A major problem in any construction project close-out is the management of punch-lists and their timely close-out. While the punch-lists were managed through a separate dashboard, the walk-downs and approaching deadlines were coordinated through the WWP and the daily huddles. This proactive approach of addressing punch items as work was progressing, in the view of the Construction Manager, was responsible for the reduction of punch items by approximately 30% when compared with previous projects of a similar nature.

By focussing on the punch-list items from an early stage through the WWP, an atmosphere was created where quality at every stage of the production process became engrained in the trades executing the work. In conjunction with the 5S workplace implementation which focussed on organised and tidy workplaces it was possible to close-up walls and ceiling spaces at the earliest possible time as rework had been minimised by this increased quality focus. No time allowance was therefore required for rework which resulted in satisfied contractors and which in turn led to improved employee satisfaction as the project neared completion.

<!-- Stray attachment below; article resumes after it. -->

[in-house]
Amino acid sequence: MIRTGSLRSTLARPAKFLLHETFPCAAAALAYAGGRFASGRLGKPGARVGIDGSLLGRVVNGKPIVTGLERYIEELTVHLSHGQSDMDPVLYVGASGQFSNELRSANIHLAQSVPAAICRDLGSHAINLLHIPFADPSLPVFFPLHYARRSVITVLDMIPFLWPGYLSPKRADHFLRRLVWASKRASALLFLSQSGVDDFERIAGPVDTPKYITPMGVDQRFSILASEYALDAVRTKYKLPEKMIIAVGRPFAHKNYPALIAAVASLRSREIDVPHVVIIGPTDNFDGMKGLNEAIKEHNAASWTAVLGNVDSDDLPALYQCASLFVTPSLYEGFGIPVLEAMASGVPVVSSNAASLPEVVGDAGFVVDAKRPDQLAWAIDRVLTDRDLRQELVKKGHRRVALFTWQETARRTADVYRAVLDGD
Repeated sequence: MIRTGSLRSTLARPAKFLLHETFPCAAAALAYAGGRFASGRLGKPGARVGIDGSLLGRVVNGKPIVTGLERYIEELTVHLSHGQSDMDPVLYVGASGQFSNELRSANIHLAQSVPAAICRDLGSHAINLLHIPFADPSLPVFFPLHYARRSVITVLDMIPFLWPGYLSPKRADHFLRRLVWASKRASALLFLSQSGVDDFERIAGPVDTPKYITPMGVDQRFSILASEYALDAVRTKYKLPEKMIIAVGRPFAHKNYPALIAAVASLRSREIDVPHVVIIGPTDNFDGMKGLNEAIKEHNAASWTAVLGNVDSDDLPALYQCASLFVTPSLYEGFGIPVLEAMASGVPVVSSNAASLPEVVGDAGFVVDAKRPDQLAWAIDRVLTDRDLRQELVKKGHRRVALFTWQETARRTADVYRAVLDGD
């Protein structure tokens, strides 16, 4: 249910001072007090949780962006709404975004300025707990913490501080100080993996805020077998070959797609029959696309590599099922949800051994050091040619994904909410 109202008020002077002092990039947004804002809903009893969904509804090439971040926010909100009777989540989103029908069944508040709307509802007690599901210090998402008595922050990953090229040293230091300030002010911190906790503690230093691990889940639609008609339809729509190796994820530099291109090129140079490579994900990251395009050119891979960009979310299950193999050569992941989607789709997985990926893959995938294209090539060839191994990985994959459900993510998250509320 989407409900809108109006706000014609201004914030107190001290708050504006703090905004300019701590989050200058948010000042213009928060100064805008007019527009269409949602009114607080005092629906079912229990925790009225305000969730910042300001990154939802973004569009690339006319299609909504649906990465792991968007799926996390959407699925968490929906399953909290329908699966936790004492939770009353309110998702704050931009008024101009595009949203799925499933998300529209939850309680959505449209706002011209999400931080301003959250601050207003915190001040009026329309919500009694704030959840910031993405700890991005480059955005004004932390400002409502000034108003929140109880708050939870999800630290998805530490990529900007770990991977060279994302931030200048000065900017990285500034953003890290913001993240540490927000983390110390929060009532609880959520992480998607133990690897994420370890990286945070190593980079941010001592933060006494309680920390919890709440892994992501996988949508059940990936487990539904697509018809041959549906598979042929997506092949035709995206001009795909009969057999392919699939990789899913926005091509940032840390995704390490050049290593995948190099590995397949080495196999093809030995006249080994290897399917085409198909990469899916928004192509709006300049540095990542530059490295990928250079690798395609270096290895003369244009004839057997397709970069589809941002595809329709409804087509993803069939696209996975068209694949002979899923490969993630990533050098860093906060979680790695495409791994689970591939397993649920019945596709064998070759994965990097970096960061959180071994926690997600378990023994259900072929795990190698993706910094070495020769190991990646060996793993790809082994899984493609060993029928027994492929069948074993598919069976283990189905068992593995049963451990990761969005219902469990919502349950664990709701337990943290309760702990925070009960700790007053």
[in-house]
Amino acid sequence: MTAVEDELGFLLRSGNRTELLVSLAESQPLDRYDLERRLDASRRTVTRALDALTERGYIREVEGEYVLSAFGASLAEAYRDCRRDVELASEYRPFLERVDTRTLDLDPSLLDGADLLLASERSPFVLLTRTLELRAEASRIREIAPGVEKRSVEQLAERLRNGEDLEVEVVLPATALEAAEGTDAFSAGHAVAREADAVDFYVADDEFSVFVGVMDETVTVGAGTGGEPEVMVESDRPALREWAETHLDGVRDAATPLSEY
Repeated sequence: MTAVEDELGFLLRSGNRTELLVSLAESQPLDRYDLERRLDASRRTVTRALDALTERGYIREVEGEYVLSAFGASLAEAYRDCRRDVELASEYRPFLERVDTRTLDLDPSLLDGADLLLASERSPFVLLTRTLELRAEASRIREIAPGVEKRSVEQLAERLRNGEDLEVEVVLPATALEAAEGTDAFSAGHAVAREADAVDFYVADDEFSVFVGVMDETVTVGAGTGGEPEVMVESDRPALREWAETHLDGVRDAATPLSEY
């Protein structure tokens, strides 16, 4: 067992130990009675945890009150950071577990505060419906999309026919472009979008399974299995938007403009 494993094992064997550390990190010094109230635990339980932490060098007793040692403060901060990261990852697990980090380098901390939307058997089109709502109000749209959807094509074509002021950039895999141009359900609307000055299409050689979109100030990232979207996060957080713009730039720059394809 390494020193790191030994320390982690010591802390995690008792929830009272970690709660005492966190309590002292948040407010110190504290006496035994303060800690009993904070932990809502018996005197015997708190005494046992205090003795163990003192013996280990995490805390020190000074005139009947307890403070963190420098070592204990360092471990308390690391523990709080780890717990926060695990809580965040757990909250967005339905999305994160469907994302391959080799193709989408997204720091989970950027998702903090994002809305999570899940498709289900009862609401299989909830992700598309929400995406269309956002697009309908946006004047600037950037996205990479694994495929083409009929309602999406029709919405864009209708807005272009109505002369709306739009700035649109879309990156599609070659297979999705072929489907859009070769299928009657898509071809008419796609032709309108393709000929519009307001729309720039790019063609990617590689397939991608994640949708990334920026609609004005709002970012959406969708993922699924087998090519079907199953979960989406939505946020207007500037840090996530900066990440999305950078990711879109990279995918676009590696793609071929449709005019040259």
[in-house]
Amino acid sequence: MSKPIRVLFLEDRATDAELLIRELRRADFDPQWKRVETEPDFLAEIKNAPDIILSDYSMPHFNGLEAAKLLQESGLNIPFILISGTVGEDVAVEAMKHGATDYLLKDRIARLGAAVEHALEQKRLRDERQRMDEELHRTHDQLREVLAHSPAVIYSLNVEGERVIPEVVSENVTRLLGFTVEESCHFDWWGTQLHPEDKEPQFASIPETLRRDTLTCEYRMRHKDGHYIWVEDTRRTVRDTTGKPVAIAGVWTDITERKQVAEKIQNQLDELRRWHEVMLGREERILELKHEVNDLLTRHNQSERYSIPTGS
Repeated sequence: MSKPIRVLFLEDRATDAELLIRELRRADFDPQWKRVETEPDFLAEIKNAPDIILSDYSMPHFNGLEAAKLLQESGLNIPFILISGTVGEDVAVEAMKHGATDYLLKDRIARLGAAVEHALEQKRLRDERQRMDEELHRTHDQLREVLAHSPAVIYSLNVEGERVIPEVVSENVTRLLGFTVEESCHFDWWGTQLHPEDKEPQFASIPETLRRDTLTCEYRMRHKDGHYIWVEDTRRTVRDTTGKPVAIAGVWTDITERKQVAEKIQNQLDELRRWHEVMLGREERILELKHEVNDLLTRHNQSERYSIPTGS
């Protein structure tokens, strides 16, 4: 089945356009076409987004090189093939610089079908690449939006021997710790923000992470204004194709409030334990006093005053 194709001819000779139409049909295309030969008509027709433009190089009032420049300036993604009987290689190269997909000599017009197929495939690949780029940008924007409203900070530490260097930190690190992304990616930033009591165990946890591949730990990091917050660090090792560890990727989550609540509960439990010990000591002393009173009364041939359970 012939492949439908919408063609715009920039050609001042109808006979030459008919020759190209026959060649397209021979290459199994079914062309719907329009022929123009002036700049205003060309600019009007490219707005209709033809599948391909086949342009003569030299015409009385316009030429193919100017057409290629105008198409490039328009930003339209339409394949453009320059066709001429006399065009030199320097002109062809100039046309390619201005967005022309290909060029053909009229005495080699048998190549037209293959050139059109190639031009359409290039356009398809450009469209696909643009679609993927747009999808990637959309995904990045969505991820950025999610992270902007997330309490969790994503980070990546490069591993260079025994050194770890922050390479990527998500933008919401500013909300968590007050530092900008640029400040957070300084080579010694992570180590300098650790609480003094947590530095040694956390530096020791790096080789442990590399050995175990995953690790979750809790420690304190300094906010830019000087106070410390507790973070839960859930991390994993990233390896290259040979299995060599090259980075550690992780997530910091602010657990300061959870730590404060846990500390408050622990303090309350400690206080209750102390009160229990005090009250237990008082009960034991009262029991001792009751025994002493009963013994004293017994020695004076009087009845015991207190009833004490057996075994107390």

An important qualitative benefit of the integrated use of LPS was the improved vendor, sub-contractor, supplier, and broader supply chain engagement and collaboration which resulted in almost all the project team being retained for the contract that ensued after this case study project.

The Construction Manager had the following to say about the use of LPS: